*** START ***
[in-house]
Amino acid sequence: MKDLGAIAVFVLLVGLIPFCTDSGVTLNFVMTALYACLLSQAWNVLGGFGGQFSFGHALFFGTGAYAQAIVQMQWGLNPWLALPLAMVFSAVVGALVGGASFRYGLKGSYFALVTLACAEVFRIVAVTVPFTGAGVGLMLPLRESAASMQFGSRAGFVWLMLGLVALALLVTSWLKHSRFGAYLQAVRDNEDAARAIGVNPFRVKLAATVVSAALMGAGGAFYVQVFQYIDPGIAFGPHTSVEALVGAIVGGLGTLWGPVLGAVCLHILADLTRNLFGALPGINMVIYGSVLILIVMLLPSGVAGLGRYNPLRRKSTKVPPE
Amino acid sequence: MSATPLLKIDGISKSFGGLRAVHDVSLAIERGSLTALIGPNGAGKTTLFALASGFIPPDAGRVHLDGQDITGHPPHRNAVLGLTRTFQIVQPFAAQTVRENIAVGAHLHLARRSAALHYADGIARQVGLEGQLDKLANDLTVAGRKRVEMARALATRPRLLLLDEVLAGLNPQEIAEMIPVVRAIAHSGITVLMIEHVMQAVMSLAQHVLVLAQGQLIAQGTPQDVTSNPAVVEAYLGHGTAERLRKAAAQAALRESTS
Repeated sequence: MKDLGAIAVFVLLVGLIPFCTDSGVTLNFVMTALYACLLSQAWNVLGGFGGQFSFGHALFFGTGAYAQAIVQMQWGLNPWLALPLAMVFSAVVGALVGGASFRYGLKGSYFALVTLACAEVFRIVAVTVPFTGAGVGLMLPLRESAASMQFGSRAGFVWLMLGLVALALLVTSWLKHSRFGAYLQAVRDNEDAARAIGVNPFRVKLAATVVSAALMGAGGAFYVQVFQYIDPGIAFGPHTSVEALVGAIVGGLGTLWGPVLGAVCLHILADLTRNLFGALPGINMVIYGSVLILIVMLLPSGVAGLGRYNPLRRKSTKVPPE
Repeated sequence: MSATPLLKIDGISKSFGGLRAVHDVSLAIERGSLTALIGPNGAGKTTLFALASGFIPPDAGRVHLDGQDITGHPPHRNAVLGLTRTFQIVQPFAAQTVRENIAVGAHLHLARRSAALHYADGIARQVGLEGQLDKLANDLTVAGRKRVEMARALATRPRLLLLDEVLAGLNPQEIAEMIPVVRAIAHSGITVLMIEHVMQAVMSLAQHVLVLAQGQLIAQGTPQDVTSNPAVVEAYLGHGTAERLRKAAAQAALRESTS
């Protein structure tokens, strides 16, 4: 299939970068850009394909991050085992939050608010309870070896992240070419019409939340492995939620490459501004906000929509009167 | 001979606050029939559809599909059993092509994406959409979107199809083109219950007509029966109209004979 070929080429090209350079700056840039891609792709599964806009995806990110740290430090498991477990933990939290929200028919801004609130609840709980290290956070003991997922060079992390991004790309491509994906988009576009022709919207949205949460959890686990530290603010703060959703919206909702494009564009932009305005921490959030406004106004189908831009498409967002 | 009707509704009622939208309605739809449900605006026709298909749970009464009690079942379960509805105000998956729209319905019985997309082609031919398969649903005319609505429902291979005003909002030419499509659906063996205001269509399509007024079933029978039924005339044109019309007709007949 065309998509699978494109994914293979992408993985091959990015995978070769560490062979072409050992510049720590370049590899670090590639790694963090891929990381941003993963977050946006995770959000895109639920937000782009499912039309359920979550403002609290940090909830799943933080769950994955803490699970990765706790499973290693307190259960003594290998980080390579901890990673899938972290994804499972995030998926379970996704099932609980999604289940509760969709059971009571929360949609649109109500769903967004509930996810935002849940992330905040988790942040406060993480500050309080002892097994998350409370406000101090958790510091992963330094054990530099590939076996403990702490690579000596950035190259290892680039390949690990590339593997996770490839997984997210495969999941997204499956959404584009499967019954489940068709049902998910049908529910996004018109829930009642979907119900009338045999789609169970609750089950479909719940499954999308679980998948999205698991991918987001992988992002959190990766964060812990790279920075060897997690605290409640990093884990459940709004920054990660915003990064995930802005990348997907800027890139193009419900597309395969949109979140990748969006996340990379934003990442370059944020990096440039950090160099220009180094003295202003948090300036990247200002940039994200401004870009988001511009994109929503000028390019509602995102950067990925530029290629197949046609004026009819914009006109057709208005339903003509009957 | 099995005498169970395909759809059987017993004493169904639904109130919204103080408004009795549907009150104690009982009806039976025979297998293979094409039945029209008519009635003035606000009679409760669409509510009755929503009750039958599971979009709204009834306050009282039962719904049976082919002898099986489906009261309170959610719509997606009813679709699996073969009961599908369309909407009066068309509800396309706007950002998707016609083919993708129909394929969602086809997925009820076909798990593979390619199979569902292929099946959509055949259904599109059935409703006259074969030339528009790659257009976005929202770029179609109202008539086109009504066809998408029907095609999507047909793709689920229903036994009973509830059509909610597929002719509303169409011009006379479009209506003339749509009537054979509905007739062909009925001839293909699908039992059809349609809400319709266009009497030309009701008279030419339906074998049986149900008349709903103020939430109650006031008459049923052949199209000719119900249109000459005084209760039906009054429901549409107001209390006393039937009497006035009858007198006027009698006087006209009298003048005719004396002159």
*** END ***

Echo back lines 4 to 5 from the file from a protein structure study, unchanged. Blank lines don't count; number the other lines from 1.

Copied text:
Repeated sequence: MKDLGAIAVFVLLVGLIPFCTDSGVTLNFVMTALYACLLSQAWNVLGGFGGQFSFGHALFFGTGAYAQAIVQMQWGLNPWLALPLAMVFSAVVGALVGGASFRYGLKGSYFALVTLACAEVFRIVAVTVPFTGAGVGLMLPLRESAASMQFGSRAGFVWLMLGLVALALLVTSWLKHSRFGAYLQAVRDNEDAARAIGVNPFRVKLAATVVSAALMGAGGAFYVQVFQYIDPGIAFGPHTSVEALVGAIVGGLGTLWGPVLGAVCLHILADLTRNLFGALPGINMVIYGSVLILIVMLLPSGVAGLGRYNPLRRKSTKVPPE
Repeated sequence: MSATPLLKIDGISKSFGGLRAVHDVSLAIERGSLTALIGPNGAGKTTLFALASGFIPPDAGRVHLDGQDITGHPPHRNAVLGLTRTFQIVQPFAAQTVRENIAVGAHLHLARRSAALHYADGIARQVGLEGQLDKLANDLTVAGRKRVEMARALATRPRLLLLDEVLAGLNPQEIAEMIPVVRAIAHSGITVLMIEHVMQAVMSLAQHVLVLAQGQLIAQGTPQDVTSNPAVVEAYLGHGTAERLRKAAAQAALRESTS